It was just last year that The Government announced the release of the Unique Property Reference Number (UPRN) and Unique Street Reference Number (USRN) under an Open Government Licence. Additionally, it mandated that, as of last July, both would be the public sector standard for the referencing and sharing of property and street information.1 The move came some five years after a similar proposal was rejected for licensing reasons
Building on this breakthrough, 51 of the most prominent bodies in the UK’s PropTech and Residential Property Sector (RPS) have now sent an open letter to Robert Jenrick, the Secretary of State at the Ministry of Housing, Communities & Local Government (MHCLG), urging government support for adoption of the UPRN across both the public and private sectors.2
True, the UPRN – which links a unique identifier to all things property, whether surveys or related paperwork, and which identifies objects in the landscape that would otherwise not have an address – has benefits for all. Faster conveyancing, more targeted legislation, greater protection for tenants, reduced levels of fraud, and increased productivity are just some of the plus points spelt out in the letter.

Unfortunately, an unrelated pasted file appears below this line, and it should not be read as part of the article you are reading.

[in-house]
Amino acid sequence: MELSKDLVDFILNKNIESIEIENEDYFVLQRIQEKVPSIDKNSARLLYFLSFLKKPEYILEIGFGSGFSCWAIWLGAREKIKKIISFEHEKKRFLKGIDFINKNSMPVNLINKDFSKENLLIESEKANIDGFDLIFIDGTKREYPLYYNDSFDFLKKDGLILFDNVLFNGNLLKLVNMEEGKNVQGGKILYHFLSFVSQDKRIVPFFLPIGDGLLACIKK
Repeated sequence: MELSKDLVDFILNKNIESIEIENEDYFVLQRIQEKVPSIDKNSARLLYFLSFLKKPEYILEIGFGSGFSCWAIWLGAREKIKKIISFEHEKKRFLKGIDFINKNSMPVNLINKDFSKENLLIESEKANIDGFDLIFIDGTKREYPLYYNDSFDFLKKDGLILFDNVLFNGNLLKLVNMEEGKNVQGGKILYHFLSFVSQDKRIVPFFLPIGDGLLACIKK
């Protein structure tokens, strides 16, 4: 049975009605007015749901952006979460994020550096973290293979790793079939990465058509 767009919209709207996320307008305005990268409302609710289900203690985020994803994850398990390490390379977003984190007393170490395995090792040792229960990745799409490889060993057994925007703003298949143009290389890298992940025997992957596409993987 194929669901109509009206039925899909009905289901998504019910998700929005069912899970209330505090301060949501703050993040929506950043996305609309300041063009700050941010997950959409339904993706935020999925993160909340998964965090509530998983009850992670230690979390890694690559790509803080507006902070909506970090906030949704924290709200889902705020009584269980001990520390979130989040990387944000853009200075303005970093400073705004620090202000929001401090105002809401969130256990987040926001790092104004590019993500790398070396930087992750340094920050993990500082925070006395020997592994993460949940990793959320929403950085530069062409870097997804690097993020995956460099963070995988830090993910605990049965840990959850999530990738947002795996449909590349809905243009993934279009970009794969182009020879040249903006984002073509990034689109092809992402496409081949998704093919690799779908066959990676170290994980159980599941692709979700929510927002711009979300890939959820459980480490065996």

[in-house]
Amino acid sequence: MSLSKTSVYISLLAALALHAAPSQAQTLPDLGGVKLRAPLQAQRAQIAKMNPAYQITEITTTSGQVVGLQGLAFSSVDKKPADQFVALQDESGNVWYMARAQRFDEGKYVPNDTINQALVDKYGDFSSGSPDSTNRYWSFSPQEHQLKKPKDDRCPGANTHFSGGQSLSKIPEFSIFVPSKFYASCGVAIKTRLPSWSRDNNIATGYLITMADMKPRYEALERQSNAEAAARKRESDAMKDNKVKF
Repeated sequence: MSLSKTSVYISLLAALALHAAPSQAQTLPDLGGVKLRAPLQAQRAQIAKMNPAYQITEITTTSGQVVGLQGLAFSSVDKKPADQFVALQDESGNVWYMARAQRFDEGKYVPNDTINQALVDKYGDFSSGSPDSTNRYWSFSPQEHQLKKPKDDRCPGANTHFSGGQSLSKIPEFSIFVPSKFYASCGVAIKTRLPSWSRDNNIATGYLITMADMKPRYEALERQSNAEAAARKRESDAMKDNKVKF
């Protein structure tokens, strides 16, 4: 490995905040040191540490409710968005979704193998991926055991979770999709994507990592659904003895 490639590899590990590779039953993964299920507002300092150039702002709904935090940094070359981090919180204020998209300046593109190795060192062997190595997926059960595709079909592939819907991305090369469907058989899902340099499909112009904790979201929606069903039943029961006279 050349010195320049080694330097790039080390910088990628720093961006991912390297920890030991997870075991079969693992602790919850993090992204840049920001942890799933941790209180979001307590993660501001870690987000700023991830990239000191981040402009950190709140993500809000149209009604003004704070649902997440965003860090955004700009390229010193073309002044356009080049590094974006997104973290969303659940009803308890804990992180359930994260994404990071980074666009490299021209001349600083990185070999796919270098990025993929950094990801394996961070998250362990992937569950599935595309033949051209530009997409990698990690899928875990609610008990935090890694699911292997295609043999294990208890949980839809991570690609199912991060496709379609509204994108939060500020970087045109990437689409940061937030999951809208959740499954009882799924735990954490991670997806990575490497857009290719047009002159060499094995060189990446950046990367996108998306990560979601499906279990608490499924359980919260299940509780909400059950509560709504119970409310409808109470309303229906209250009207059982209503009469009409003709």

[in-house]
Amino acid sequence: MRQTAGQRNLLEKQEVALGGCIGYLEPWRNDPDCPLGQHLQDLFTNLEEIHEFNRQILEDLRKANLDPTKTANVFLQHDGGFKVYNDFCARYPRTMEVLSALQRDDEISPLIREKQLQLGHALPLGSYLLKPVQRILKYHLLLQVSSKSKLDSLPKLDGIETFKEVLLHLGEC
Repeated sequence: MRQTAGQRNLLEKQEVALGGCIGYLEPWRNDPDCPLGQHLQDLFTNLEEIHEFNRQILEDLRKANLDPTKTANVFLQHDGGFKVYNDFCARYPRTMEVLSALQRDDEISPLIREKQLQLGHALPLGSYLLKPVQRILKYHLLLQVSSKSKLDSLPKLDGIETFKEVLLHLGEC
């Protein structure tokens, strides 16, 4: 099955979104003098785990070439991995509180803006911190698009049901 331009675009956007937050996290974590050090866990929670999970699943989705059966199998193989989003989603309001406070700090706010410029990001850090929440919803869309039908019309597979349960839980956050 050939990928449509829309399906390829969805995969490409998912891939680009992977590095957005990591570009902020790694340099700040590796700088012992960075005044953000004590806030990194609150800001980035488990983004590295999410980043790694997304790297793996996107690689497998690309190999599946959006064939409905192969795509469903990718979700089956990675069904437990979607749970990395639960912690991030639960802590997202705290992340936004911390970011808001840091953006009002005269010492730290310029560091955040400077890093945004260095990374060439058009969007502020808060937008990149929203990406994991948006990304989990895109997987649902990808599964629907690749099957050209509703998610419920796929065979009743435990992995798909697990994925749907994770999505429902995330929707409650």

As Andrew Bulmer, CEO of the Institute of Residential Property Management, commented: “If all the conditions in our open letter were to be met, we could work towards the wholesale adoption of the UPRN, right across the sector. Implemented effectively, this could help position the UK as the world’s leading property market”.
Those proposed conditions include:
- All public sector data sets relating to properties and buildings to include the UPRN and a clear roadmap compiled to reach this point
- All future government tenders and policy relating to residential properties and associated data to mandate the use of the UPRN
- Clear agreement about the ethical use of data in the housing market
- The UPRN to be in a clear and useable format that allows it to be widely identified, and freely used and shared
- The tools and explanatory material needed by the whole sector for adoption - not just the solution providers
Doubtless the MHCLG will be mulling over the legislative and financial implications of these proposals, so watch this space for an update